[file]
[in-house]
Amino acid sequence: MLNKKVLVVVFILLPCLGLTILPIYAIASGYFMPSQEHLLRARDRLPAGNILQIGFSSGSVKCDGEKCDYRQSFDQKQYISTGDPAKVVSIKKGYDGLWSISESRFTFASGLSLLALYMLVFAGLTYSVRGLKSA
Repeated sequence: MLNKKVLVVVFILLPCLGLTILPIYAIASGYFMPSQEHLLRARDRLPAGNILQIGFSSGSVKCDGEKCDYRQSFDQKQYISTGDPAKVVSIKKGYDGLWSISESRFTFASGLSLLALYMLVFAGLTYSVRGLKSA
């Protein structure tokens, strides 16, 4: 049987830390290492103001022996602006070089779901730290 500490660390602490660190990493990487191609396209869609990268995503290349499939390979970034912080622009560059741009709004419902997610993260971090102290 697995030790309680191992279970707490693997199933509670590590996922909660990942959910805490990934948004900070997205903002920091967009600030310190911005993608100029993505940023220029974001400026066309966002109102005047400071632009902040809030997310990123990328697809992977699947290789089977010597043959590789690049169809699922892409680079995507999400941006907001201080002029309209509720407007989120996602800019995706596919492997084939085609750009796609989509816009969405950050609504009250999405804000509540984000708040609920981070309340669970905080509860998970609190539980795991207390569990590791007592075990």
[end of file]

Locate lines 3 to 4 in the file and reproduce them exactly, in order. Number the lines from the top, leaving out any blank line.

Repeated sequence: MLNKKVLVVVFILLPCLGLTILPIYAIASGYFMPSQEHLLRARDRLPAGNILQIGFSSGSVKCDGEKCDYRQSFDQKQYISTGDPAKVVSIKKGYDGLWSISESRFTFASGLSLLALYMLVFAGLTYSVRGLKSA
């Protein structure tokens, strides 16, 4: 049987830390290492103001022996602006070089779901730290 500490660390602490660190990493990487191609396209869609990268995503290349499939390979970034912080622009560059741009709004419902997610993260971090102290 697995030790309680191992279970707490693997199933509670590590996922909660990942959910805490990934948004900070997205903002920091967009600030310190911005993608100029993505940023220029974001400026066309966002109102005047400071632009902040809030997310990123990328697809992977699947290789089977010597043959590789690049169809699922892409680079995507999400941006907001201080002029309209509720407007989120996602800019995706596919492997084939085609750009796609989509816009969405950050609504009250999405804000509540984000708040609920981070309340669970905080509860998970609190539980795991207390569990590791007592075990």